— -- It’s no wonder the Millennium Falcon is the “fastest hunk of junk in the galaxy.” It’s part Ferrari.
“This is a Ferrari model kit,” said Russell Paul, showing off pieces used on the Falcon taken from a pile of plastic miniatures at Lucasfilm’s visual effects studio, Industrial Light & Magic. “It's an old Formula One car, a Ferrari 312.”
Paul, a model supervisor at ILM, told ABC News recently that fashioning digital versions of classic X-Wings, Y-Wings and Star Destroyers for new movies like “The Force Awakens” and “Rogue One” required artists to go back to the original 1970’s and 1980’s-era models for help.
“The traditional model shop did some amazing, amazing work,” Paul said. “And I think we really tried to respect that style of model making, and really tried to tell a story with details on our models as well.”
Like the Ferrari-enhanced Falcon, many spaceships from the original “Star Wars” trilogy were detailed using a variety of off-the-shelf model kits. ILM artists essentially had to reverse-engineer the models to figure out what parts were used, and where they came from. Paul said many of the model kits aren’t sold new anymore, and ILM had to scour sites like eBay to find them. Once they had the kits, artists could scan the plastic pieces and recreate the models in a computer.
“The Y-Wing is actually a Saturn V rocket kit,” Paul explained. ”This is the main fuselage of the rocket kit, but it actually was used directly to make the engines of a Y-Wing.”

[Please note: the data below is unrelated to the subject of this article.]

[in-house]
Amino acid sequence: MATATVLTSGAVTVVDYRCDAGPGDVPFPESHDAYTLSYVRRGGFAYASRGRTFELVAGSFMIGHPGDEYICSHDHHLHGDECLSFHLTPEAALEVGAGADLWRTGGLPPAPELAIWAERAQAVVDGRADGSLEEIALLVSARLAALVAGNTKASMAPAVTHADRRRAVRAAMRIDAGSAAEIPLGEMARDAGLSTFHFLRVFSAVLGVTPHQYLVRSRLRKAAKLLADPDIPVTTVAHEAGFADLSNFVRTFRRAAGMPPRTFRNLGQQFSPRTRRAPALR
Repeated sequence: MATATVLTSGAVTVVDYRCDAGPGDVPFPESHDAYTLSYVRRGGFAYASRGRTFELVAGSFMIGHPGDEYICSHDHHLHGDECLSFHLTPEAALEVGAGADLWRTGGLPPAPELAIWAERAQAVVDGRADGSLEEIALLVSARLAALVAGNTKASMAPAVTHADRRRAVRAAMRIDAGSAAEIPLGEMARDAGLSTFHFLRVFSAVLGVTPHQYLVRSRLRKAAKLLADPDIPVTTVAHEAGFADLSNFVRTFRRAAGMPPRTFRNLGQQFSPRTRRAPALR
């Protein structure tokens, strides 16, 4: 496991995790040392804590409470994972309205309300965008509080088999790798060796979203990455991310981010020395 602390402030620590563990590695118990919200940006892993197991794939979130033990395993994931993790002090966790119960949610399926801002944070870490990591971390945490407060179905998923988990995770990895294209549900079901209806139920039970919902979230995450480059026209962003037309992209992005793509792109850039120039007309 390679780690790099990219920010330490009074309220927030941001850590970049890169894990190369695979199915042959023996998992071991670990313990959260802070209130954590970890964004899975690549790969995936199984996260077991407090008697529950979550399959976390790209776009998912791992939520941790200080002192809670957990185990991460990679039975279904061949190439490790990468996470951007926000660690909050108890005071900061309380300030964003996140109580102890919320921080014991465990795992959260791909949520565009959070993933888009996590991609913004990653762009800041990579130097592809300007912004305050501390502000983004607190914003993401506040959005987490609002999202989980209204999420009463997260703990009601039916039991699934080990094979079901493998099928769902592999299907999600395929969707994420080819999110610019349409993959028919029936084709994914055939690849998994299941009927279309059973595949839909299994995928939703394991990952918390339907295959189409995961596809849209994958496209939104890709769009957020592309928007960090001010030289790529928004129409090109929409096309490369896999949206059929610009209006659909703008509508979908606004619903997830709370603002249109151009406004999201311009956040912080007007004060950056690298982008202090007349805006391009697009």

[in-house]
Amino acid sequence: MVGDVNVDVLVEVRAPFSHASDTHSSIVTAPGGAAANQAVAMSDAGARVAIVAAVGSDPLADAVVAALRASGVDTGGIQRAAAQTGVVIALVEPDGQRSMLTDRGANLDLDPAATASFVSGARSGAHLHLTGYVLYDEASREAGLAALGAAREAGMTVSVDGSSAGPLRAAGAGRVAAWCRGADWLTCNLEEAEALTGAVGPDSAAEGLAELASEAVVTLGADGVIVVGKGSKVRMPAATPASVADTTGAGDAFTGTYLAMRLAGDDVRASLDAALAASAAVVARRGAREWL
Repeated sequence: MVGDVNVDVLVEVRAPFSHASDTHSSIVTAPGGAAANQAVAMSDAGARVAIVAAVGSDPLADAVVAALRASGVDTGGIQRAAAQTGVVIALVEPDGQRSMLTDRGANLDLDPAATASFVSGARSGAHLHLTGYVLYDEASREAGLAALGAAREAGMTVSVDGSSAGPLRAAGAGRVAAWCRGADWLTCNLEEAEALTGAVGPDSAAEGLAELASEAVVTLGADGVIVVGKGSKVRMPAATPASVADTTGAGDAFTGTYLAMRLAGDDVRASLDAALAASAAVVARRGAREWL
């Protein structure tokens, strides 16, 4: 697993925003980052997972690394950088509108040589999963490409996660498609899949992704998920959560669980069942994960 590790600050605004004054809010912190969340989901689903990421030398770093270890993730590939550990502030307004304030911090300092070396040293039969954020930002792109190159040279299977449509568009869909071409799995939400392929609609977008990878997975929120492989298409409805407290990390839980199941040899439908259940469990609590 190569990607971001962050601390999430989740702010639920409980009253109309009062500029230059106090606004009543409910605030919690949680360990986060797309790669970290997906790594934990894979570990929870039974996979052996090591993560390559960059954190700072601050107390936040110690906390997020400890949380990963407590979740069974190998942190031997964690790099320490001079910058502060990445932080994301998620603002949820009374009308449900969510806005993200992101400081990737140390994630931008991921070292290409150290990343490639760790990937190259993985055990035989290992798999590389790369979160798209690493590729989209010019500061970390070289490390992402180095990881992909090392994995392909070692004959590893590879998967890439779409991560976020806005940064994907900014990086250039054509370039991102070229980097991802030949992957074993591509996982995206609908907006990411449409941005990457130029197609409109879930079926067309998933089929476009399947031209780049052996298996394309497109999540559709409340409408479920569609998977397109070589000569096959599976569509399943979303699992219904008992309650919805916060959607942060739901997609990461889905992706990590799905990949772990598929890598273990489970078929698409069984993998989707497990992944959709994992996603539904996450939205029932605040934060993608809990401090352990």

If you know where to look, you can also spot pieces of a German World War II-era tank on the bridge of a Star Destroyer.
“I love the Star Destroyer,” Paul said. “It's just such an iconic design, and being able to take it to the next level and add some of that detail respectfully and really make it as I remember it was a real pleasure.”
For all this painstaking work, “Rogue One: A Star Wars Story” earned an Oscar nod for best visual effects, alongside the likes of "The Jungle Book" and "Doctor Strange."
Once the new digital models were finished, they were added to scenes like the climactic space battle in "Rogue One." Director Gareth Edwards used a cutting-edge ILM virtual camera system that allowed him to use what looks like an iPad connected to an Xbox controller to see and capture the action in a unique way.
“Gareth has a cinema verite style,” said John Levin, an ILM layout supervisor. “He likes to treat the film as if he's a documentarian walking around the scene. We put the camera in his hands, and he walks around. It's constantly recording. He finds a cool shot. He does it over and over until he perfects it. Next thing you know, we've got something in the movie.”
ILM engineer Mike Jutan said that improvisational technique led to the discovery of an iconic shot for an early "Rogue One" trailer -- the large dish being installed on the Death Star as Star Destroyers float by -- that was an Edwards favorite.
“We moved the sun a little bit for him,” Jutan said of the scene. “And you'd see this kind of beautiful shadow going across the side of the Death Star. It looked super-ominous. And he's like, ‘That's it!’ And the next day we tied it all up and shipped it off to be in the trailer.”